Tuesday, November 29, 2005

Corporate Immigration

President Bush made a speech on his new plan to improve our immigration policy, which has not been altered since 1986. He spoke of a new guest worker program to allow current illegal immigrants to be granted temporary worker status for three years, which would cover approximately 11 million aliens, and then forcing their return home. This new tougher stance is in direct contrast to the president’s proposal two years ago that spoke of granting amnesty to illegals, which Mr. Bush now opposes. It appears Republican lawmakers are looking for an even tougher approach towards immigration in order to appear stronger on border security. However, both parties are deeply divided on this issue, and it really goes beyond ideology and partisan politics. Some are calling for an immediate deportation of illegals in order for them to apply for the guest worker program. Others, including Republican Senator John McCain and Democratic Senator Ted Kennedy have proposed legislation that would grant illegal immigrants work visas for up to six years, at which point they must leave the U.S. or be in the process of obtaining permanent residency via a green card.

The guest-worker program was first proposed by President Bush in January 2004, and has been sharply criticized by many from both parties because of the belief it will enable illegal immigrants to obtain legal status. Bush has been tactical in ensuring any immigration policy does not alienate Hispanic voters, or businesses which rely on illegal immigrants for its work force. These political pressures are likely to keep any real strong solution to the illegal immigration problem from developing. Border security is a concern for all of us, especially since 9/11. The vast majority of illegals are from Mexico, and Bush’s proposals to increase border security and expand detainment facilities for illegal crossers are hardly a solution for combating terrorism. All of the terrorists who entered the country before 9/11 did so legally, many via a Passport by plane or at the Canadian border by car, none crossed over the Mexican border, although there is always that possibility in the future. There is no practical plan that would ensure such an event would not happen, due to finite resources and our vast borders. The illegal immigrants currently working here are deemed necessary by some corporate interests to keep labor costs down and ensure healthy profits, and therefore a guest-worker program would benefit not only the illegals, but the businesses who hire them. Enforcement of current immigration laws which ban companies from hiring illegals is not in the interests of well organized and politically powerful businesses. They put a huge amount of pressure on politicians to back off on enforcing the law, and as a result reap the benefits of undocumented low wage labor with reduced healthcare costs and payroll taxes. These abuses have been exposed recently by the Wal-Mart scandal, although frequently small business owners have also been guilty of hiring undocumented workers because they cannot afford to pay higher wages to compete with big business.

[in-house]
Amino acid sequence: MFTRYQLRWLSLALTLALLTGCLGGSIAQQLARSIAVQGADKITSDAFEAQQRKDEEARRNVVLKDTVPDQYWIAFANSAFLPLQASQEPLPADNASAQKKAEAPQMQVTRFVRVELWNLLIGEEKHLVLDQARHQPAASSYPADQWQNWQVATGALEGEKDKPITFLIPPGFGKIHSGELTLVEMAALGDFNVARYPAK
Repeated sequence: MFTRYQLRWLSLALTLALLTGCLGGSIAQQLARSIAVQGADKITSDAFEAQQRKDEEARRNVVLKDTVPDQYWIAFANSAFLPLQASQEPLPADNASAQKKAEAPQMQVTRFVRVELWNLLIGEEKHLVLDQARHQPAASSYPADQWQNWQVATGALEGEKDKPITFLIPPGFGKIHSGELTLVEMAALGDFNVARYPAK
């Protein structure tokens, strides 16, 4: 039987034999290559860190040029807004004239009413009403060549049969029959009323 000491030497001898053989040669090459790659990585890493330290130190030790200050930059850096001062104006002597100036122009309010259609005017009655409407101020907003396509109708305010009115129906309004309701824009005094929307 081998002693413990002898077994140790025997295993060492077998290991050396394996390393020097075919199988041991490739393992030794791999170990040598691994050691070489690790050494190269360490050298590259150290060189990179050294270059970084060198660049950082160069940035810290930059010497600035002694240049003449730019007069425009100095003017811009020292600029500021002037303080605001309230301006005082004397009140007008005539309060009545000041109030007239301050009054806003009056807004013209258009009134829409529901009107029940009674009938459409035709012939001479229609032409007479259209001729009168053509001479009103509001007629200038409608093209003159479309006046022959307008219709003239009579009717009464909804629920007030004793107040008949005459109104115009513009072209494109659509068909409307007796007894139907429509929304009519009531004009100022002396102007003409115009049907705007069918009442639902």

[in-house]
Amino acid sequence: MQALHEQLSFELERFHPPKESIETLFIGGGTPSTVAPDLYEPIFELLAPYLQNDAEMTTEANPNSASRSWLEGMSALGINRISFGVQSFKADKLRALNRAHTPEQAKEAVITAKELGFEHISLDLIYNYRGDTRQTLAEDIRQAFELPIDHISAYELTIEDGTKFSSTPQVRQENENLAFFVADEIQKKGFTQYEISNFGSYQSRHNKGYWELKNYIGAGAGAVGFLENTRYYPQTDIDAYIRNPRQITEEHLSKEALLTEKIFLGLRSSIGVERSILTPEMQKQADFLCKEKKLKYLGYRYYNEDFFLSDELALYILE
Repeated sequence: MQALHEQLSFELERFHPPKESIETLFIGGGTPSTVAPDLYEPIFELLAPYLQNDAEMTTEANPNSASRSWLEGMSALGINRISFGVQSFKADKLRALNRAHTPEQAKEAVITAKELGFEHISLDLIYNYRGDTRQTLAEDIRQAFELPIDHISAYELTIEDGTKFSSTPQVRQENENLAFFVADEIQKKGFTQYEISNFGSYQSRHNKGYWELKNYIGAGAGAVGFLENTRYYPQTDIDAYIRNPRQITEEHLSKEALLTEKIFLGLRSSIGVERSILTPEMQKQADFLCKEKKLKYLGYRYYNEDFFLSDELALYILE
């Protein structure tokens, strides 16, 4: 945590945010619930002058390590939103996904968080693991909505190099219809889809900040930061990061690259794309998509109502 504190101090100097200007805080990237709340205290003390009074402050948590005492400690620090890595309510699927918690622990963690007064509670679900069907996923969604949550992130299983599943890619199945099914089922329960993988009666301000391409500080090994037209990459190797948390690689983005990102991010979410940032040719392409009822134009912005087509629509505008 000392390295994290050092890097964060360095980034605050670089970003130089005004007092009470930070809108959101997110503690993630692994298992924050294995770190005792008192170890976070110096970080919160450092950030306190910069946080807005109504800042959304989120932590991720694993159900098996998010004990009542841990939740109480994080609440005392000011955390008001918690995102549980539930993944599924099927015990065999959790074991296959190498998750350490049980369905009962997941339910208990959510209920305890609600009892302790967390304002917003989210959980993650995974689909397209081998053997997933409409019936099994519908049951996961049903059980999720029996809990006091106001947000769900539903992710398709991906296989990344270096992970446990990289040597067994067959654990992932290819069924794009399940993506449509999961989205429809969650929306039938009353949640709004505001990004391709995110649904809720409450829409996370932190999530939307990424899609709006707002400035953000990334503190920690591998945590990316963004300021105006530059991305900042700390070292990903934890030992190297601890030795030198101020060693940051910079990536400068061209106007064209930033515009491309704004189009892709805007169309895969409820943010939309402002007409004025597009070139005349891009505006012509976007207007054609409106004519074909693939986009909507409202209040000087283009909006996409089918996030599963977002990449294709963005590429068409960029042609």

A sure fire solution to the problem is simple, but will not happen within the context of the corporate controlled political landscape. By dramatically increasing and enforcing penalties, fines, and prison sentences for business owners who are caught hiring undocumented illegal aliens, and putting them on public trial, the incentive to hire illegals will disappear. The penalties imposed must far exceed any economic benefit these business owners derive from hiring illegal immigrants. If no one will hire them, the immigrants coming to the U.S. illegally will lose their incentive to cross the border. However, legal immigration could be encouraged through increased access and outreach towards those seeking a better life in America. Those aliens entering illegally today looking for work are not doing so because they are too lazy to apply for a visa, since many have proven to be hard working and willing to take manually intensive jobs, the problem has been a lack of access to legal immigration services. Perhaps a little less xenophobia on the part of some Americans could go along way towards easing a legal transition for immigrants to assimilate into our culture and a better way of life.

1 comment:

  1. Hi Tim,

    Just found your blog on BlogTopSites.

    You make some good points. One thing I've learned though is that one must help others the way they think They need help--not in the way you think they do. Misdirected help is often hinders more than helps.

    Keep up the good blogging!

    Jude Cowell